The influence of mental fatigue on facial EMG activity during a simulated workday

I.J.T. Veldhuizen, A.W.K. Gaillard, J. de Vries

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    Abstract

    The present study investigated whether facial EMG measures are sensitive to the effects of fatigue. EMG activity of the corrugator and frontalis muscles was recorded during and after a simulated workday. Fatigue was evaluated in four ways: (a) the building up of fatigue effects during the workday, (b) the building up of fatigue during a test period, (c) examination of after-effects of the workday in two test sessions in the evening, and (d) comparison of subjects with a high-and low-score on an Emotional Exhaustion questionnaire. EMG activity decreased during the workday and increased again in the evening. EMG activity also increased during a test period, reflecting increased mobilization to maintain performance. High-score subjects showed a lower level of EMG activity throughout the entire workday. They reported a higher need for recovery, experienced the workday as more fatiguing, and were less well rested when getting up. EMG measures seem to reflect that high-score subjects have problems with investing sufficient energy to maintain performance during a workday.
    Original languageEnglish
    Pages (from-to)59-78
    JournalBiological Psychology
    Volume63
    Issue number1
    Publication statusPublished - 2003

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    Veldhuizen, I.J.T. ; Gaillard, A.W.K. ; de Vries, J. / The influence of mental fatigue on facial EMG activity during a simulated workday. In: Biological Psychology. 2003 ; Vol. 63, No. 1. pp. 59-78.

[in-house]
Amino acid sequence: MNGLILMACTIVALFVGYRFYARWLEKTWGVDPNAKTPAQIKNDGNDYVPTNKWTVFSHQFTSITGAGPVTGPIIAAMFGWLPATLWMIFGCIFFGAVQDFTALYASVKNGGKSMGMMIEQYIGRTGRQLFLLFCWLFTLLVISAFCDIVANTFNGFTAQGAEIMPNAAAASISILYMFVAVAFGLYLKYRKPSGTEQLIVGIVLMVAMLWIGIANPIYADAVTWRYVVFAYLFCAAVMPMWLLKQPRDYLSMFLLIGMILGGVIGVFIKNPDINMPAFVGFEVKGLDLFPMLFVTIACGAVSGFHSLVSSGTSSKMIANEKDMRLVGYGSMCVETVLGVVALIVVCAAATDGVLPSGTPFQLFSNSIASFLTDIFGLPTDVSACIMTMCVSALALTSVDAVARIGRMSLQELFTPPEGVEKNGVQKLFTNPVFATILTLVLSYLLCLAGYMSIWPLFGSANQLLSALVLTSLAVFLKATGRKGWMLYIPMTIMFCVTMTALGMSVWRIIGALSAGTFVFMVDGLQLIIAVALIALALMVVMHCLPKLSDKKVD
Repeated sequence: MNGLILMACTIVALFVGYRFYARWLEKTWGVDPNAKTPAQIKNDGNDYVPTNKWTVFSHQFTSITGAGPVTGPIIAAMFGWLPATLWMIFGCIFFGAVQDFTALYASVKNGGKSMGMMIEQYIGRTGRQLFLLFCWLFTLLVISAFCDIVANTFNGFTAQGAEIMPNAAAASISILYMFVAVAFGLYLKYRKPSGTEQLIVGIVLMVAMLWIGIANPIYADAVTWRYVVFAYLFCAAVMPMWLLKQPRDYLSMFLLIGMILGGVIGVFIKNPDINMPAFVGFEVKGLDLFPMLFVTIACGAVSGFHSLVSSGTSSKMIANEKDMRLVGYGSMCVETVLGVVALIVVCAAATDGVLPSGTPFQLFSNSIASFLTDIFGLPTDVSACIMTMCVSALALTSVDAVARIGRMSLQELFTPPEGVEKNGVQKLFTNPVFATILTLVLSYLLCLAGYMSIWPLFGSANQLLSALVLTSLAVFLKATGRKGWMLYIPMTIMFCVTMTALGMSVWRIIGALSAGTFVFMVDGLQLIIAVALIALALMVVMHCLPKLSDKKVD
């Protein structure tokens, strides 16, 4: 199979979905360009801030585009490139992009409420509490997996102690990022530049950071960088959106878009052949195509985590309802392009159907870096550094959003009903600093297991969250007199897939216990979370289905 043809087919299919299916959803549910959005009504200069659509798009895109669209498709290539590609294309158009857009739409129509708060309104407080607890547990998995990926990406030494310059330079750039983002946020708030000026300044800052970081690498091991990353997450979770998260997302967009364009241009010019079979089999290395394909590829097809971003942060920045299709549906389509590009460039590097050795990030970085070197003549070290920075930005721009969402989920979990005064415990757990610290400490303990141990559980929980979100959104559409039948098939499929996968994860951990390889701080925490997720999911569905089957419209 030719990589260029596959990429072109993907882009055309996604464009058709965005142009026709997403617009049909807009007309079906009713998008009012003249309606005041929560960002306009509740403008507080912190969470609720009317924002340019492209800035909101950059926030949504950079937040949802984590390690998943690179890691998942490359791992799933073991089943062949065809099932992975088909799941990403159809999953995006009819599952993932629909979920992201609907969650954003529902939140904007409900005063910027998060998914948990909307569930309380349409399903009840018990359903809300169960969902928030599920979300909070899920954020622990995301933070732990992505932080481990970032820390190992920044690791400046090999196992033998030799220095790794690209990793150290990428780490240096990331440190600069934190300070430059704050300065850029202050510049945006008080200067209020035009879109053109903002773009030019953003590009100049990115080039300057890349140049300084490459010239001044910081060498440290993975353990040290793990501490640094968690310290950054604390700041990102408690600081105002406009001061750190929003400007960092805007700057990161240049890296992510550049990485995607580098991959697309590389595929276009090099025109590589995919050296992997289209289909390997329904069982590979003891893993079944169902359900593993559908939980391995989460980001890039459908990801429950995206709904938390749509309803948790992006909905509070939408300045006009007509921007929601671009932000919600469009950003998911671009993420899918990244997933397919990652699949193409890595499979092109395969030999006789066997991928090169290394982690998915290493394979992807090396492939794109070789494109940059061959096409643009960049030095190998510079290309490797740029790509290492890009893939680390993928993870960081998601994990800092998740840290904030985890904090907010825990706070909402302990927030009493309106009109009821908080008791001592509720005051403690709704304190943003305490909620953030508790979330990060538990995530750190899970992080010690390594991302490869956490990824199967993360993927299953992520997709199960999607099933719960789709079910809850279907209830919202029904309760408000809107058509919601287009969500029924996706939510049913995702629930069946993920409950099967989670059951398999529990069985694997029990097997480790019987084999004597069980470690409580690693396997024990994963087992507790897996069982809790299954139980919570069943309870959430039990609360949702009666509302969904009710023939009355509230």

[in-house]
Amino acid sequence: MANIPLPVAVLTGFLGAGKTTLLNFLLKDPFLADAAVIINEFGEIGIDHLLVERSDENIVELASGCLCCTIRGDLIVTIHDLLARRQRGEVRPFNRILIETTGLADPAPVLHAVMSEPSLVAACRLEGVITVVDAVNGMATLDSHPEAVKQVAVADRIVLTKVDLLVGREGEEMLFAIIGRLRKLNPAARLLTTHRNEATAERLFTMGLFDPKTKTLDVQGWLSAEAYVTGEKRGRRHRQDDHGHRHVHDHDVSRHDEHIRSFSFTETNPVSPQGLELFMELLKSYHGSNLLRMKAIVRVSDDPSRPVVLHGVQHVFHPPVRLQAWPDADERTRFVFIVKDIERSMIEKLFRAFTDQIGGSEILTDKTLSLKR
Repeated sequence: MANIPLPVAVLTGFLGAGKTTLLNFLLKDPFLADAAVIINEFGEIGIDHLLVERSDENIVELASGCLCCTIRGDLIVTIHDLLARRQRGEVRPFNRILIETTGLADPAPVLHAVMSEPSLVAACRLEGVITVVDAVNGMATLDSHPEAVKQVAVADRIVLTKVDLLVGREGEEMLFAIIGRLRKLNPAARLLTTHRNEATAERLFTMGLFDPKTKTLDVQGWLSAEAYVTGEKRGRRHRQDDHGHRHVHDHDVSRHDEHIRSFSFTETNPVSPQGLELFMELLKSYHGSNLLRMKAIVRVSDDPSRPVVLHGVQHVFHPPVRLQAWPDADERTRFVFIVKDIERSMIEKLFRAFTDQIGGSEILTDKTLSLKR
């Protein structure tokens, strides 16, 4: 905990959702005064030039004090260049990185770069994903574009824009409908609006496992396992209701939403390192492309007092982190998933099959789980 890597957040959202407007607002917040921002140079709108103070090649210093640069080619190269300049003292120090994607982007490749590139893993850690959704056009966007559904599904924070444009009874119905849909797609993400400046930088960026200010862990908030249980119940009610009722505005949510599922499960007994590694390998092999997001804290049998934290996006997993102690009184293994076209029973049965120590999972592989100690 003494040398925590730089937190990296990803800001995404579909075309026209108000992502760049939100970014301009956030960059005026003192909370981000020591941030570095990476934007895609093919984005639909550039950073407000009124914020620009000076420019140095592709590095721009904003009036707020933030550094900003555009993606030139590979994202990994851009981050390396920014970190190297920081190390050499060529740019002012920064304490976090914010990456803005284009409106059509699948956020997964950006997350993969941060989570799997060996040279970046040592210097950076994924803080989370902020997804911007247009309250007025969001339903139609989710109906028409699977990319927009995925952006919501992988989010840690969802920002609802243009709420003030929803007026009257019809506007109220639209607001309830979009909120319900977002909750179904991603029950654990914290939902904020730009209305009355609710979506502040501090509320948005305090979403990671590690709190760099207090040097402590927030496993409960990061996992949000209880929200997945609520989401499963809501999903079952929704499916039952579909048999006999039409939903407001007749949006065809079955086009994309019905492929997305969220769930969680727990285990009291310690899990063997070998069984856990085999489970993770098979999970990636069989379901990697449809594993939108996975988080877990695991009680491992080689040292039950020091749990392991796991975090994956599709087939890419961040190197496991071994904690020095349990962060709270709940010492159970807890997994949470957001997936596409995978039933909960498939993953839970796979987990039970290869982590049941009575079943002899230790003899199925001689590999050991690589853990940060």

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    The influence of mental fatigue on facial EMG activity during a simulated workday. / Veldhuizen, I.J.T.; Gaillard, A.W.K.; de Vries, J.

    In: Biological Psychology, Vol. 63, No. 1, 2003, p. 59-78.

    Research output: Contribution to journalArticleScientificpeer-review

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    AU - Gaillard, A.W.K.

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    AB - The present study investigated whether facial EMG measures are sensitive to the effects of fatigue. EMG activity of the corrugator and frontalis muscles was recorded during and after a simulated workday. Fatigue was evaluated in four ways: (a) the building up of fatigue effects during the workday, (b) the building up of fatigue during a test period, (c) examination of after-effects of the workday in two test sessions in the evening, and (d) comparison of subjects with a high-and low-score on an Emotional Exhaustion questionnaire. EMG activity decreased during the workday and increased again in the evening. EMG activity also increased during a test period, reflecting increased mobilization to maintain performance. High-score subjects showed a lower level of EMG activity throughout the entire workday. They reported a higher need for recovery, experienced the workday as more fatiguing, and were less well rested when getting up. EMG measures seem to reflect that high-score subjects have problems with investing sufficient energy to maintain performance during a workday.

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